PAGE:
• Share
  • Email
  • Embed
  • Like
  • Save
  • Private Content







Total Views
Views on SlideShare
Embed Views



0 Embeds 0

No embeds



Upload Details

Uploaded via as OpenOffice

Usage Rights

© All Rights Reserved

Report content

Flagged as inappropriate Flag as inappropriate
Flag as inappropriate

Select your reason for flagging this presentation as inappropriate.

  • Full Name Full Name Comment goes here.
    Are you sure you want to
    Your message goes here
Post Comment
Edit your comment

    Dhcpsession Dhcpsession Presentation Transcript

    • Systems Integration with Free Software - dhcp - Xavier Castaño García
    • This session
      • We are going to talk about:
        • DHCP protocol
        • DHCP client
        • DHCP server
    • Introduction to DHCP(I)
      • Dynamic Host Configuration Protocol
      • DHCP is a protocol used by Networked devices to obtain several parameters necessary for the clients.
      • DHCP can be used to automatically assign IP addresses, to deliver TCP/IP stack configuration parameters such as the subnet mask and default router, and to provide other configuration information such as the addresses for printer, time and news servers.
    • Introduction to DHCP(I)
      • DHCP is based in an architecture “Client-Server” where:
        • Client asks for information
        • Server answers with the information it has.
      • DHCP works in port 67/UDP for the server side and 68/UDP for the client side.
    • Introduction to DHCP (II)
      • DHCP has different methods for IP addresses allocation:
        • dynamic_allocation: A network manager assigns a range of IP to DHCP.
        • automatic_allocation: The DHCP server permanently assigns a free IP address to a requesting client from the range defined by the administrator.
        • manual_allocation: The DHCP server allocates an IP address based on a table with MAC address.
    • Introduction to DHCP (III)
      • DHCP has several messages:
        • DHCP discovery: The client multicasts on the physical subnet to find available servers.
        • DHCP offers: When a DHCP server receives an IP lease request from a client, it extends an IP lease offer.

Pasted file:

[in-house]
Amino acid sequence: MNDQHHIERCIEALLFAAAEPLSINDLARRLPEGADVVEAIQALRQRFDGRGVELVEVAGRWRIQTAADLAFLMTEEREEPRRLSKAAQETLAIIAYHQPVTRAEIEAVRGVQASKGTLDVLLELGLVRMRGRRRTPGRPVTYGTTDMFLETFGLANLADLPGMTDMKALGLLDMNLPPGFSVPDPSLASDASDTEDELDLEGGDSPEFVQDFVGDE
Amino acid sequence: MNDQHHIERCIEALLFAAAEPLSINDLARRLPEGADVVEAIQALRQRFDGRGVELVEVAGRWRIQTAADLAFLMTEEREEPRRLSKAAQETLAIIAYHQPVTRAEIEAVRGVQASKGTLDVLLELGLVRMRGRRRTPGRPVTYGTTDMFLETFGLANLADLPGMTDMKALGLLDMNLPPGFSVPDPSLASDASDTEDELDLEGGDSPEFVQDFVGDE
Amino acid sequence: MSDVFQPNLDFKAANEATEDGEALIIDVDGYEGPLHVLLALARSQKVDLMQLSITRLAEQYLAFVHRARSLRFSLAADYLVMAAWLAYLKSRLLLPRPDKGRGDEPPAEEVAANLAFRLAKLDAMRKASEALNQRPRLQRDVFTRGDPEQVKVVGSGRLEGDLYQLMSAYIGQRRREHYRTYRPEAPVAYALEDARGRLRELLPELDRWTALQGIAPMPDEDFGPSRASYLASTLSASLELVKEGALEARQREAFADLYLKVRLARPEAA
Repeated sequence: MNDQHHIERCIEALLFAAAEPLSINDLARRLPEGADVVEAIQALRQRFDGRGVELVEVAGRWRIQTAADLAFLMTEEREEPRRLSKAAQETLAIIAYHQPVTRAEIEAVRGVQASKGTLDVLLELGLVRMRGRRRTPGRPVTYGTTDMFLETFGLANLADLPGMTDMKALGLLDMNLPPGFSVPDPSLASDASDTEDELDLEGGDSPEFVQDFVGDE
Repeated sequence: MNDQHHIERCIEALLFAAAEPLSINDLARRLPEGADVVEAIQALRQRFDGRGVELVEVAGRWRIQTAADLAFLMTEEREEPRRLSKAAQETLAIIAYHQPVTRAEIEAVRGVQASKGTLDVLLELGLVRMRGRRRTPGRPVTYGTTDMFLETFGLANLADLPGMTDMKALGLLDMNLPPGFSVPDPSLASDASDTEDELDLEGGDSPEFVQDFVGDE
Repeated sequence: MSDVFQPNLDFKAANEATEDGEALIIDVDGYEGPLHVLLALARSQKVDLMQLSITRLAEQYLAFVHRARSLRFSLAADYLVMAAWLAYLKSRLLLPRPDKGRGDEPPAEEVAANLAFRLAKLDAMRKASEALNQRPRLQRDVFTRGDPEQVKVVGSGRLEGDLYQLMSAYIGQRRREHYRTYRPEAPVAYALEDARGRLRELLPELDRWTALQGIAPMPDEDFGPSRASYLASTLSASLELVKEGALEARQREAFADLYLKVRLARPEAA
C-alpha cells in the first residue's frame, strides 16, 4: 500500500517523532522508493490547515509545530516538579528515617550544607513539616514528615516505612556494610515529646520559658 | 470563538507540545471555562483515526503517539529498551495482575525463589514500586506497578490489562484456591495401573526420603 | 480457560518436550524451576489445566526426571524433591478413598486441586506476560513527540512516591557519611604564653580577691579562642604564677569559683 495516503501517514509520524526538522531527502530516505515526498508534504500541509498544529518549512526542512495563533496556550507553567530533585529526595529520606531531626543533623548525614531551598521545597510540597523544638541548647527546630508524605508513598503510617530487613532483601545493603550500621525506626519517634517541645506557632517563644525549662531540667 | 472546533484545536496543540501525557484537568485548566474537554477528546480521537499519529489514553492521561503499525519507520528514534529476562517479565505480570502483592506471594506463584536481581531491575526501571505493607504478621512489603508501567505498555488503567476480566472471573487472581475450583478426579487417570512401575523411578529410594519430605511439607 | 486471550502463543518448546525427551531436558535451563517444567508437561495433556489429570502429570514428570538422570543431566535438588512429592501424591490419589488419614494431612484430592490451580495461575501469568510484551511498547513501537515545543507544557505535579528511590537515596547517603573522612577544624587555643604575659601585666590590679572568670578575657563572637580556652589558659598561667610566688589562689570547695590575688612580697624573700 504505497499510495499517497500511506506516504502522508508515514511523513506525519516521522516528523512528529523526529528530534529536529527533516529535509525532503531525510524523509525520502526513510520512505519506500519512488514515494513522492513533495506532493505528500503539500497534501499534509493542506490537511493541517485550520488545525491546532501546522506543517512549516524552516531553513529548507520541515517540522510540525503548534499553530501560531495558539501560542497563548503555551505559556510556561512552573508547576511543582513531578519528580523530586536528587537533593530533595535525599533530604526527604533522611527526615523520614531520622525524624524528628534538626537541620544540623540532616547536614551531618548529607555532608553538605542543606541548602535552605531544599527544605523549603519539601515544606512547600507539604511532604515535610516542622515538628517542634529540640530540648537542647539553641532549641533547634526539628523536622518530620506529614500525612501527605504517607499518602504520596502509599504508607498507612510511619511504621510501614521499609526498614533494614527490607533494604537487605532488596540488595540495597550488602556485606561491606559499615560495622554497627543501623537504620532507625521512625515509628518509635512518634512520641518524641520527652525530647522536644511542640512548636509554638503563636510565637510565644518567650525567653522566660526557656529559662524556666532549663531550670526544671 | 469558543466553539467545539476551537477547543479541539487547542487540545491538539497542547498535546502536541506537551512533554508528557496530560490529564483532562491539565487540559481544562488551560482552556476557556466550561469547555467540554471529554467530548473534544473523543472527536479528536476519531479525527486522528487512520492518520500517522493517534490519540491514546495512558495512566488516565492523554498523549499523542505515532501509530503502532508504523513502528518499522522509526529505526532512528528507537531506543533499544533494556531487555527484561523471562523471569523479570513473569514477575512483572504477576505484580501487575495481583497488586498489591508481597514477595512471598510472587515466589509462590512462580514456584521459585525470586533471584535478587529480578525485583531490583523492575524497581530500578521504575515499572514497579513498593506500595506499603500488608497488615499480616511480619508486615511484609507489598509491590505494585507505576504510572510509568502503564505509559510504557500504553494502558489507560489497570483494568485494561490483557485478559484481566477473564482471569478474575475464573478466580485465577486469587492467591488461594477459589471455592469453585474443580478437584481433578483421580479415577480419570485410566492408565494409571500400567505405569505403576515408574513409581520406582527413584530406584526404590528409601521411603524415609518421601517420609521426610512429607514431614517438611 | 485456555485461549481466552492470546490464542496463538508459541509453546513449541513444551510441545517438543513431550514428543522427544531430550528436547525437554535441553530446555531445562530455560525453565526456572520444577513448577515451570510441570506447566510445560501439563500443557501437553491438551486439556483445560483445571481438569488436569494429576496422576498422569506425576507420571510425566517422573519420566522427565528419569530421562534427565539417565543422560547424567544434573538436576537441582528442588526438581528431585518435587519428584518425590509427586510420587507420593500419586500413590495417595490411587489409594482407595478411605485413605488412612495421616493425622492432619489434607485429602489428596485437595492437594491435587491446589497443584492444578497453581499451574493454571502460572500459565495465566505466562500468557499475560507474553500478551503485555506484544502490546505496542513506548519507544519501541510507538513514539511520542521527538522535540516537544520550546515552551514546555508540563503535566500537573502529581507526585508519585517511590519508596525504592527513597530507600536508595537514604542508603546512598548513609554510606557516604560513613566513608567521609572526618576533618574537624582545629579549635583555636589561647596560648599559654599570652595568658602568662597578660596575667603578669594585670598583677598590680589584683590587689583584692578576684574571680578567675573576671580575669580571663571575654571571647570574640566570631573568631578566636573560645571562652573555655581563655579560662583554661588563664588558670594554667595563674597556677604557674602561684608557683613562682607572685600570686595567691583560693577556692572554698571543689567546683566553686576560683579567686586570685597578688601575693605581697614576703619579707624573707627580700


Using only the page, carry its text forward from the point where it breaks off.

• DHCP requests: The client accepts the offer.
        • DHCP acknowledgement: Final phase.
    • Introduction to DHCP (III)
      • Typical sequence diagram:
    • Introduction to DHCP (III)
      • Other messages:
        • DHCP release: The client releases the IP.
        • DHCP information: Requests more information than the server sent with the original DHCPACK
      • RFC:
        • ftp://ftp.isi.edu/in-notes/rfc2131.txt
    • DHCP server (I)
      • DHCP server is installed from this packages:
        • dhcp3-server in Ubuntu
        • dhcp in Debian
      • After installing the package we need to configure some things:
        • You should test “ifconfig -a” to view if “MULTICAST” is enable in the interface.
        • You should add the route
          • route add -host dev eth0
    • DHCP server (II)
      • Configuring dhcpd.conf:
        • “ option”: you can define common options for all supported networks. For example:
          • option domain-name “mswl.com”
          • option domain-name-servers ns1.mswl.com ns2.mswl.com
        • “ authoritative”: Example of use, your laptop has a old IP (from one subnet) from your home and you are at the office (other subnet). If you want to force to forget the old IP you need this configured.
        • subnet: directive for defining subnet configuration.
    • DHCP server (III)
      • Configuring dhcpd.conf:
        • shared-network: directory for defining IP subnets that actually share the same physical network.
        • host: There must be at least one host statement for every BOOTP client that is to be served.
        • group: The group statement is used simply to apply one or more parameters to a group of declarations.
    • DHCP server (III)
      • First example, assigning IP addresses randomly:
          • option subnet-mask; #Its subnet mask
          • option broadcast-address; #Client should use this IP as Broadcast.
          • option routers; #Is the router/gateway
          • option domain-name-servers,; #Its DNS servers
          • option domain-name "mswl.com";
          • subnet netmask {
          • range; # One of this range will be offered
          • range; # Or one of this range will be offered
          • }
    • DHCP server (III)
      • Second, assigning fixed IP addresses to known hosts:
          • default-lease-time 6000; # It will lease an IP address for 600 seconds if the client doesn't # ask for specific time frame
          • max-lease-time 7200; # The maximum (allowed) lease will be 7200 seconds